Elizabethtown resident Jo Nell Lee admits she needs a push to visit her doctor regularly.
Lee rose early Wednesday to climb into Hardin Memorial Hospital’s Wellness on Wheels mobile health unit at Kroger on Dolphin Drive in Elizabethtown. The visit served as a motivational self-starter.
The mobile medical unit has become a staple in Hardin and surrounding counties, including LaRue, pulling into local parking lots and setting up shop on the spot from 7 a.m. to noon.
In addition to attracting nearby workers, roughly half of its patients are first-time visitors. The unit attracts 15 to 20 patients per stop, said Karen Blaiklock, community and industry education manager at Hardin Memorial Hospital. The unit has screened around 5,000 patients this fiscal year, which is an increase from the roughly 4,000 visits last year, Blaiklock added.
Equipped with a licensed driver and registered nurse, the unit’s atmosphere is relaxed and friendly. The vehicle is lined with medical equipment and pamphlets guiding readers to a healthier life.
Most of the screenings are free and the visit begins with a baseline health assessment: height and weight are evaluated, and blood pressure is taken.
From there, a sample of blood is obtained and analyzed to determine cholesterol, glucose and triglyceride levels.
The $20 test is one of the more revealing, serving as a wakeup call to some who need to seek treatment
Lee, who has been visiting the mobile health unit for more than four years, said her initial visit was sobering, as she realized she needed to make some lifestyle changes.
Since then, she has strived to improve her diet, particularly because of her struggles with blood sugar levels.
Just three months ago, her blood glucose skyrocketed, a fact she was made aware of during a follow-up screening. The increase spurred her to seek treatment.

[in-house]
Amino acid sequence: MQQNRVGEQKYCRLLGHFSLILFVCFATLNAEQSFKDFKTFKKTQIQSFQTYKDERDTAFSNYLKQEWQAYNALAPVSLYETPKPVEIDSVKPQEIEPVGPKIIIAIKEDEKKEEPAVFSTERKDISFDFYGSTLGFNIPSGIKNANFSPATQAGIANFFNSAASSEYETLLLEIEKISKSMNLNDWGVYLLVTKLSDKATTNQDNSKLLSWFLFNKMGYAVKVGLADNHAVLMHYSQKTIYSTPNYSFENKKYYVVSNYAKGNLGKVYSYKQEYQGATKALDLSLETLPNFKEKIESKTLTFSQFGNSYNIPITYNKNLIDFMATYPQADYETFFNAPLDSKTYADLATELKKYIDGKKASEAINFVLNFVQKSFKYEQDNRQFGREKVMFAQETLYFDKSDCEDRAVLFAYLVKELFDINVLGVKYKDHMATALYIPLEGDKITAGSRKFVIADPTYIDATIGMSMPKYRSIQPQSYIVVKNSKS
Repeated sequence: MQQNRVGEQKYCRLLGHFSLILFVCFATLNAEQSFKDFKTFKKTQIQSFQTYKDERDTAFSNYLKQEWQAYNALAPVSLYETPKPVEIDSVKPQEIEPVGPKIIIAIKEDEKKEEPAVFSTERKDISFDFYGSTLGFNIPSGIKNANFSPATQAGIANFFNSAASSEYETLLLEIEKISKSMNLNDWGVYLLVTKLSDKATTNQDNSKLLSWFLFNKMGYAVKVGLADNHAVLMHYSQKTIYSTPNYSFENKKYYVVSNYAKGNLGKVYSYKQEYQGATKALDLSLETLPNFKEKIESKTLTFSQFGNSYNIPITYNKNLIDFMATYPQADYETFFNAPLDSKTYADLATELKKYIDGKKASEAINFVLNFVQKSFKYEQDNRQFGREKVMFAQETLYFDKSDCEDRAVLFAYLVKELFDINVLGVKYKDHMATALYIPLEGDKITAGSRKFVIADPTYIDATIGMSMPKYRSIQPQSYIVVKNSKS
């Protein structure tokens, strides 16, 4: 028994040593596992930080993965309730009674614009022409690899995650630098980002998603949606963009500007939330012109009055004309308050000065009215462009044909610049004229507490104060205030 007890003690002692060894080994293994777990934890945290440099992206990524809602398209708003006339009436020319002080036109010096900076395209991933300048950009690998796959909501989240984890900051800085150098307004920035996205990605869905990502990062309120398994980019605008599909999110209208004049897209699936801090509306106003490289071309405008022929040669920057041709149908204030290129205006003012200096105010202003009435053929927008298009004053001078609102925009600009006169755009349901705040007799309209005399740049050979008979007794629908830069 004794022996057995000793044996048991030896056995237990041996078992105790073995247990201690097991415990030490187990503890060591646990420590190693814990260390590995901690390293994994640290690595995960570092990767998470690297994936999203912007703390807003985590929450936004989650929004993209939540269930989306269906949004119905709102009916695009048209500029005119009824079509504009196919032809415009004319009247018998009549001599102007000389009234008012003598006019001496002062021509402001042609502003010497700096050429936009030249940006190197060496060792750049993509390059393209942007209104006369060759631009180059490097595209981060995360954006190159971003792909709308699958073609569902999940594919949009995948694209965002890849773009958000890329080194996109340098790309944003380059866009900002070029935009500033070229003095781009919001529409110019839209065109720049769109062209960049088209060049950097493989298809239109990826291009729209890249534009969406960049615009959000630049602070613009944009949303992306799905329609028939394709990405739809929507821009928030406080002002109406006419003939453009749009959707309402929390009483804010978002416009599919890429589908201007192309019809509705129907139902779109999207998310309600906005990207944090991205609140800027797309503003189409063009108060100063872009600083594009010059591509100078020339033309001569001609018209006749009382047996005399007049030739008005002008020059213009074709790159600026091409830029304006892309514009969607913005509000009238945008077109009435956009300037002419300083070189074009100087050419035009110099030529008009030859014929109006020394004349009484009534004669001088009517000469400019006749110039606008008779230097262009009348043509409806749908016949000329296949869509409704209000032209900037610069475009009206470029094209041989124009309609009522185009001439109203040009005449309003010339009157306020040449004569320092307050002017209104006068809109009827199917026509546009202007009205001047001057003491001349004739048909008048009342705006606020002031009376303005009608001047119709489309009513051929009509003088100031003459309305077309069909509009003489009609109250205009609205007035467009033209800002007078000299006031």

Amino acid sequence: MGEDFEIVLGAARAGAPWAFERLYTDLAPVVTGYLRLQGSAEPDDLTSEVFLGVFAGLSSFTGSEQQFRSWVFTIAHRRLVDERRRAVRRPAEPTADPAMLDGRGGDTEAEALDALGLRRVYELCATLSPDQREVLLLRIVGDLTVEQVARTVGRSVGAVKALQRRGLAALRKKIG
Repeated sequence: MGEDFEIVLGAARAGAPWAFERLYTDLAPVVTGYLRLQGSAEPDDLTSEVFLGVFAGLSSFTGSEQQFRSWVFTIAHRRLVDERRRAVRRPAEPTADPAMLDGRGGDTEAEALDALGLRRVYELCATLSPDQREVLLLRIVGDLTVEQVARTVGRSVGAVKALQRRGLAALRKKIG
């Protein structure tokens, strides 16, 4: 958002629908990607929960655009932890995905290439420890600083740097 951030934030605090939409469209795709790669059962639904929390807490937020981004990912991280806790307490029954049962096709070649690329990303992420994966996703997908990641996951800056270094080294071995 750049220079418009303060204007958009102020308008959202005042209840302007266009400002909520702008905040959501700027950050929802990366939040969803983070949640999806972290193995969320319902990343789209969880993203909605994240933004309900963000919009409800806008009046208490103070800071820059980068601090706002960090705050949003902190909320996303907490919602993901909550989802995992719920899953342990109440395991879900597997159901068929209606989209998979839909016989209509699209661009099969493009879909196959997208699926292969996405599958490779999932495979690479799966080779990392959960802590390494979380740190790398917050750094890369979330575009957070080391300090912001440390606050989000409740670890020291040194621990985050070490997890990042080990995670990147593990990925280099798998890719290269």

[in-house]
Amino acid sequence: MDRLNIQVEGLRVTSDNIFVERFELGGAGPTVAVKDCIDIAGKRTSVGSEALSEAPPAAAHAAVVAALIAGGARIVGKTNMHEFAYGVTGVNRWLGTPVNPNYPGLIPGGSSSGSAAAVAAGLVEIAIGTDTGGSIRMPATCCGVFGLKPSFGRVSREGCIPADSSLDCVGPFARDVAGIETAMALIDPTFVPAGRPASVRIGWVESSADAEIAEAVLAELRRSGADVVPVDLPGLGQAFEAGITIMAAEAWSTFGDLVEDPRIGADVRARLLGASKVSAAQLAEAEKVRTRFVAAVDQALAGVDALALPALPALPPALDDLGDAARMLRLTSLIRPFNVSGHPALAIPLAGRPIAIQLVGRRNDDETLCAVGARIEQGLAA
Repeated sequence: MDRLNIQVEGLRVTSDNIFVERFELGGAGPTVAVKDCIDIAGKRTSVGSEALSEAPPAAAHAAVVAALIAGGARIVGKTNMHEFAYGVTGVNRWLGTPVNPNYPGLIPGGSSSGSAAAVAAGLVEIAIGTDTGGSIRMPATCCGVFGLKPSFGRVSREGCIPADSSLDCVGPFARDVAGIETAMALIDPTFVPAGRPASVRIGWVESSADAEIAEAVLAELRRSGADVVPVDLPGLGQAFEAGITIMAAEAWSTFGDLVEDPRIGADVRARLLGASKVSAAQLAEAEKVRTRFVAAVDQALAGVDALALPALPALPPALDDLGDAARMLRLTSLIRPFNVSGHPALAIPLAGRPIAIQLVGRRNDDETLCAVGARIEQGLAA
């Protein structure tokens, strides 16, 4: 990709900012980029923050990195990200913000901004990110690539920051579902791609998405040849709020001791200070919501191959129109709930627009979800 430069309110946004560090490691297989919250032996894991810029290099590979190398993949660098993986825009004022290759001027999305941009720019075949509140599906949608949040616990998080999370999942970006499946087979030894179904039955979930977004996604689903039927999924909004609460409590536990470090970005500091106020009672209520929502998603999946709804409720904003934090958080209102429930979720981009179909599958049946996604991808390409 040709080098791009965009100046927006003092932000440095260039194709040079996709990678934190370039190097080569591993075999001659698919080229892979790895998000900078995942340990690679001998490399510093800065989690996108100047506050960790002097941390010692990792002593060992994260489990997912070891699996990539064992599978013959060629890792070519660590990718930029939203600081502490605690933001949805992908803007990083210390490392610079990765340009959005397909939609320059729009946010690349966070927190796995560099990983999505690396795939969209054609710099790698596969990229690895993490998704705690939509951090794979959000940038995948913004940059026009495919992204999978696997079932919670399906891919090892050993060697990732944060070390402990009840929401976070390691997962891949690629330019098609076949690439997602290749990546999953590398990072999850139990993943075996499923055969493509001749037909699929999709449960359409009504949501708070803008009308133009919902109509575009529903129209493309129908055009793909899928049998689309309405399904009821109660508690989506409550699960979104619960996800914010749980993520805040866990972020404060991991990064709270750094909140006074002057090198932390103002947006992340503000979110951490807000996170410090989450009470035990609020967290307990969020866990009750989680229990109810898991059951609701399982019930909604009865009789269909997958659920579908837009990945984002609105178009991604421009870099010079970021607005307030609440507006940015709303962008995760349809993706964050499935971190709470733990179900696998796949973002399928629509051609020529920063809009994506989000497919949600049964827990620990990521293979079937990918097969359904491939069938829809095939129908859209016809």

“I would not have (gone to the doctor) if I had not gotten the screening,” she said.
Lee said most people walk through life oblivious to those numbers on a day-to-day basis, but each visit helps snap her back to reality and tighten up her regimen. The numbers, she said, don’t lie
“It keeps me motivated and it keeps me out of denial,” Lee said.
Promoting personal responsibility is a role the Wellness on Wheels program has embraced, Blaiklock said. The concept of a mobile unit started around 1999, Blaiklock said, pitched as an active method to promote wellness education and preventative screenings.
“It gives people a snapshot of where they are and where they want to go,” she said.
Blaiklock said the unit is in operation to empower visitors with information and tools needed to improve those numbers and their overall quality of life.
The screenings also can pinpoint potentially disastrous illnesses in their infancy and provide a larger window of time for the patient to seek treatment.
“We are not a substitute for a doctor’s office visit,” she said, and patients are reminded of that often during the screening process.
The unit returns to LaRue County at Hometown IGA 7 a.m.-noon July 26.